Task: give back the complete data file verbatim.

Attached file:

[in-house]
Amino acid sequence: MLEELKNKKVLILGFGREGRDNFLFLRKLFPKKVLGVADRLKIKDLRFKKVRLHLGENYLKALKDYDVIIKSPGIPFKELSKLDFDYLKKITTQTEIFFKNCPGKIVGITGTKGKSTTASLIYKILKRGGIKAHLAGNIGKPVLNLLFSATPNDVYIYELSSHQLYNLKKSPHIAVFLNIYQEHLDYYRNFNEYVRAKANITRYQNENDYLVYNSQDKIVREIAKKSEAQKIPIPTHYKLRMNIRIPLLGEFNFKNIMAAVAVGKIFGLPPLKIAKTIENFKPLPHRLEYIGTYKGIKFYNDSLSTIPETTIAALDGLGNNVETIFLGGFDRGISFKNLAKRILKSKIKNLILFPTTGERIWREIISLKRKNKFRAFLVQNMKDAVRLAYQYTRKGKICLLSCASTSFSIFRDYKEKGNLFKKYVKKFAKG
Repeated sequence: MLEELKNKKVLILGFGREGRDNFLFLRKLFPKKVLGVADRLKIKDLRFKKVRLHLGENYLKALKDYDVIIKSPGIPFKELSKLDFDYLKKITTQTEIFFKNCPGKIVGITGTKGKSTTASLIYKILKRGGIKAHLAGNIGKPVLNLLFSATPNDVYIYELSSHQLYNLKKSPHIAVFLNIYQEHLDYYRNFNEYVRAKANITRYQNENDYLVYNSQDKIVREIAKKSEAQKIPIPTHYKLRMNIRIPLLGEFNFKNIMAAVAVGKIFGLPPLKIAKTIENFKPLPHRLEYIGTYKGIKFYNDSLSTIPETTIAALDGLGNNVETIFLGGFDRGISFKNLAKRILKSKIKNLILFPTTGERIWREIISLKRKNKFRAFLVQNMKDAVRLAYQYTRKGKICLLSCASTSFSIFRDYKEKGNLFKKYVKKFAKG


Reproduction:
[in-house]
Amino acid sequence: MLEELKNKKVLILGFGREGRDNFLFLRKLFPKKVLGVADRLKIKDLRFKKVRLHLGENYLKALKDYDVIIKSPGIPFKELSKLDFDYLKKITTQTEIFFKNCPGKIVGITGTKGKSTTASLIYKILKRGGIKAHLAGNIGKPVLNLLFSATPNDVYIYELSSHQLYNLKKSPHIAVFLNIYQEHLDYYRNFNEYVRAKANITRYQNENDYLVYNSQDKIVREIAKKSEAQKIPIPTHYKLRMNIRIPLLGEFNFKNIMAAVAVGKIFGLPPLKIAKTIENFKPLPHRLEYIGTYKGIKFYNDSLSTIPETTIAALDGLGNNVETIFLGGFDRGISFKNLAKRILKSKIKNLILFPTTGERIWREIISLKRKNKFRAFLVQNMKDAVRLAYQYTRKGKICLLSCASTSFSIFRDYKEKGNLFKKYVKKFAKG
Repeated sequence: MLEELKNKKVLILGFGREGRDNFLFLRKLFPKKVLGVADRLKIKDLRFKKVRLHLGENYLKALKDYDVIIKSPGIPFKELSKLDFDYLKKITTQTEIFFKNCPGKIVGITGTKGKSTTASLIYKILKRGGIKAHLAGNIGKPVLNLLFSATPNDVYIYELSSHQLYNLKKSPHIAVFLNIYQEHLDYYRNFNEYVRAKANITRYQNENDYLVYNSQDKIVREIAKKSEAQKIPIPTHYKLRMNIRIPLLGEFNFKNIMAAVAVGKIFGLPPLKIAKTIENFKPLPHRLEYIGTYKGIKFYNDSLSTIPETTIAALDGLGNNVETIFLGGFDRGISFKNLAKRILKSKIKNLILFPTTGERIWREIISLKRKNKFRAFLVQNMKDAVRLAYQYTRKGKICLLSCASTSFSIFRDYKEKGNLFKKYVKKFAKG